Abstract: Fighting the Good Fight: Johnson & Johnson and the Origins of Duct Tape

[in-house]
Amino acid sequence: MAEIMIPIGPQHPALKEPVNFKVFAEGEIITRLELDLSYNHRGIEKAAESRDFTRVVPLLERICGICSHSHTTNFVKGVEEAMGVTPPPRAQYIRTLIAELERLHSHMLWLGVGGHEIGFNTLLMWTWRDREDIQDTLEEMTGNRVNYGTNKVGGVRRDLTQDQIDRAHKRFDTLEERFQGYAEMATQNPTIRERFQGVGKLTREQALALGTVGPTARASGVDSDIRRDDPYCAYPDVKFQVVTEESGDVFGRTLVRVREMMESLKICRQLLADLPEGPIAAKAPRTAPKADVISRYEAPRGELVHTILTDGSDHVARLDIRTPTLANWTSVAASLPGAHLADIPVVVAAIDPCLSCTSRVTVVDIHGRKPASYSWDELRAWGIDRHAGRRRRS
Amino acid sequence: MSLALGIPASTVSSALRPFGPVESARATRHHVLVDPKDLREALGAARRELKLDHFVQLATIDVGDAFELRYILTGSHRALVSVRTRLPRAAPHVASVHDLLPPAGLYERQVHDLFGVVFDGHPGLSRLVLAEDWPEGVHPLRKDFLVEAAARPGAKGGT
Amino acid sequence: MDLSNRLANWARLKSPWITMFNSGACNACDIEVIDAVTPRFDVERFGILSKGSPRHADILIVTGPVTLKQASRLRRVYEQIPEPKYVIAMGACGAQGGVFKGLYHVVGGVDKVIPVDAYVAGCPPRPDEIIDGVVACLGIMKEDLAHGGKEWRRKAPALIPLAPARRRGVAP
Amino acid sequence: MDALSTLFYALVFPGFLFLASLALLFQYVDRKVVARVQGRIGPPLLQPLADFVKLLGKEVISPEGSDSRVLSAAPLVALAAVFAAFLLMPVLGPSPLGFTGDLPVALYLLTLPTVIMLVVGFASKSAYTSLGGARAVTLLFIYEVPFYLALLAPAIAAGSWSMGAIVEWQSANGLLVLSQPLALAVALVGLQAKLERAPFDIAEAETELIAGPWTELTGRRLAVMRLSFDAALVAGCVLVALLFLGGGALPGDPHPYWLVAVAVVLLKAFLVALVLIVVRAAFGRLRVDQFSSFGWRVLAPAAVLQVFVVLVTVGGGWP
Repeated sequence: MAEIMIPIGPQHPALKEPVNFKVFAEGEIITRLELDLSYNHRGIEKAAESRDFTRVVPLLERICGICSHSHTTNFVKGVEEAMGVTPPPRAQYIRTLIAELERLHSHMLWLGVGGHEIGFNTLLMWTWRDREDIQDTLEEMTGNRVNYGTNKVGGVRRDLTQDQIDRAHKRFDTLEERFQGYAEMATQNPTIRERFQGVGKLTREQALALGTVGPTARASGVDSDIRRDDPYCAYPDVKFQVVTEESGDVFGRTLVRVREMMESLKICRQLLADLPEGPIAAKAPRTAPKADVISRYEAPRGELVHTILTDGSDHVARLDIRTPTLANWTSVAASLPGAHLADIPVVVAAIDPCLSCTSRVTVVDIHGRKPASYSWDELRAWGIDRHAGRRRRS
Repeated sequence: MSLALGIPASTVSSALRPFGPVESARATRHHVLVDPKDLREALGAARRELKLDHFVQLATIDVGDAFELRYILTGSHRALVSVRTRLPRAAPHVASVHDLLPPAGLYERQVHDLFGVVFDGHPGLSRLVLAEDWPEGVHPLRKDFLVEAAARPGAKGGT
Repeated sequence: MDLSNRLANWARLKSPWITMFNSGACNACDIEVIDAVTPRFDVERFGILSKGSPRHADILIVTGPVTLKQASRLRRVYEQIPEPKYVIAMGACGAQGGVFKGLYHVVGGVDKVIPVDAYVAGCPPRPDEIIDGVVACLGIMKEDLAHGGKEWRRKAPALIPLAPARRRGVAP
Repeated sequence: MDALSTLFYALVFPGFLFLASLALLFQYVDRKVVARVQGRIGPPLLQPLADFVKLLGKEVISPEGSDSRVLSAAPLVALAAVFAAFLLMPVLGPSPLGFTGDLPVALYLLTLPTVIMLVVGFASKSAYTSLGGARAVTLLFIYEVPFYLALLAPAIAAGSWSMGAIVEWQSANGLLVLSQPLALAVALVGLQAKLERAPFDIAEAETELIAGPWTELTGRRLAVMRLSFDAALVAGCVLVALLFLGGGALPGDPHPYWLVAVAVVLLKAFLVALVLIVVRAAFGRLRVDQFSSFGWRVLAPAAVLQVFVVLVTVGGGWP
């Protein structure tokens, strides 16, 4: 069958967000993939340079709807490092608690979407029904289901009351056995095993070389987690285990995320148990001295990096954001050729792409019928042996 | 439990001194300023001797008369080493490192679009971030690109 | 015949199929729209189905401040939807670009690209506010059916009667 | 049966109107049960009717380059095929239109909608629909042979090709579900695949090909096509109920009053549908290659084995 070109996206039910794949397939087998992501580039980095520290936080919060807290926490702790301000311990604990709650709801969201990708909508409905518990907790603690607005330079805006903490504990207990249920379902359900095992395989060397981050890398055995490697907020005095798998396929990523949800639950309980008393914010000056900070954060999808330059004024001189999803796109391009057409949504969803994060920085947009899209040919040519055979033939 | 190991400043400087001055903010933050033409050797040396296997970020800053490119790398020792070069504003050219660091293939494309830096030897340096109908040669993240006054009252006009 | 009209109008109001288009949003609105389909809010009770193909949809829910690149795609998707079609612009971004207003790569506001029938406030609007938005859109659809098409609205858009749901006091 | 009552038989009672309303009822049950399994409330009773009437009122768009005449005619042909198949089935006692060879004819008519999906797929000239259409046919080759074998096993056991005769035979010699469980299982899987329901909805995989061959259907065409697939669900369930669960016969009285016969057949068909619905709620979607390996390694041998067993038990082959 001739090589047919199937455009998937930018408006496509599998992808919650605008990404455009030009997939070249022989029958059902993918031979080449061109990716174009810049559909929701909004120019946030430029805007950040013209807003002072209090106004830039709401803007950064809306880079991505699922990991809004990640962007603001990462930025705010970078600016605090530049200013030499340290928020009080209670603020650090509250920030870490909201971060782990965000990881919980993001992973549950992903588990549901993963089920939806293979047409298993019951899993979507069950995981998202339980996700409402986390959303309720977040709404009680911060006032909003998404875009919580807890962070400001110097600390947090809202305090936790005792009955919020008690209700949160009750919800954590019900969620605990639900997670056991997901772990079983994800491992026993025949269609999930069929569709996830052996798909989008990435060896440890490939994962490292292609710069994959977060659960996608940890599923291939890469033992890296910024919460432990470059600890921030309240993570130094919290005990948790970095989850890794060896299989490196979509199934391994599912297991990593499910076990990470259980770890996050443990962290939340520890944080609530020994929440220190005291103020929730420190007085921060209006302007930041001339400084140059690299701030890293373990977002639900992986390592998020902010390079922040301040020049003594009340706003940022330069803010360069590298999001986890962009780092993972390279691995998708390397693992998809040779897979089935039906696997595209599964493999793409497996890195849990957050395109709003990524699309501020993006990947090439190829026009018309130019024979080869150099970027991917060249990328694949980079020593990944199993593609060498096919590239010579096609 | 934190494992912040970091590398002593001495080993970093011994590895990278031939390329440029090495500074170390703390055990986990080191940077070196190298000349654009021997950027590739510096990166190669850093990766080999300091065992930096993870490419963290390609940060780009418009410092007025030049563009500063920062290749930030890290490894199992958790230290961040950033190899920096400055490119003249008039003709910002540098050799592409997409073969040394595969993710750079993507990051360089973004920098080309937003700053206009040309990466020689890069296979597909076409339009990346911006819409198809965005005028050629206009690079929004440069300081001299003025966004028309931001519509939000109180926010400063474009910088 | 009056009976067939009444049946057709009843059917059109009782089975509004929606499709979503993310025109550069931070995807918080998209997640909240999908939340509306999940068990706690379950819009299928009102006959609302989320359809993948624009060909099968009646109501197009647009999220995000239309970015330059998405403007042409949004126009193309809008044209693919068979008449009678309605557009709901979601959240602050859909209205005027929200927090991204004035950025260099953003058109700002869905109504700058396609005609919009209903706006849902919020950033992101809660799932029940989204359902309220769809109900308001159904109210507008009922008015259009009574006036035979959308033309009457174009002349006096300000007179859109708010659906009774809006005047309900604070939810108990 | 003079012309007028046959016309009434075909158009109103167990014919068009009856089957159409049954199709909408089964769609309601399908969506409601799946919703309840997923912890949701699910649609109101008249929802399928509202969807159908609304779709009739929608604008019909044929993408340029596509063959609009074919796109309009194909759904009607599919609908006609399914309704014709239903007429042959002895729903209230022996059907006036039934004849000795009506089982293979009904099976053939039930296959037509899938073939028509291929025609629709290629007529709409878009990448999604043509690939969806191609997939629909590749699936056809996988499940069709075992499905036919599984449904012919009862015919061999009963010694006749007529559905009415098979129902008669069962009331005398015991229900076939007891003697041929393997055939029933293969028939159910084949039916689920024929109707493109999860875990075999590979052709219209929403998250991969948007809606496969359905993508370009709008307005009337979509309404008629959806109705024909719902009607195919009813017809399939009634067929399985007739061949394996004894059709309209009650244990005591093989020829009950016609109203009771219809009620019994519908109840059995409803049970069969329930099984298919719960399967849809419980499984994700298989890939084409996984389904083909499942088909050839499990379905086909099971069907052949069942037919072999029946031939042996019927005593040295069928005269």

Duct tape is a technology that emerged out of the unreserved engagement in military research and development demanded by World War II. Although seemingly low-tech and lowbrow in comparison to yet another product of military R & D, the World Wide Web, duct tape too has come to enjoy a kind of heroic, and perhaps even more pervasive presence in American life. This is particularly true after having been touted by Homeland Security Secretary Tom Ridge in 2003 as a key tool for everyday Americans wanting to construct their own defense against potential dirty bombs. Most discussions of the origins of this technology start and stop at the mention of Johnson & Johnson, the company believed to be its original developers. In this paper, I argue that Johnson & Johnson's own history, and indeed, the historical moment in which the company was established, are in themselves key components/manifestations of the mythology of duct tape as a technology that heals and preserves the individual, the machine, and even the state in the midst of the crises of war.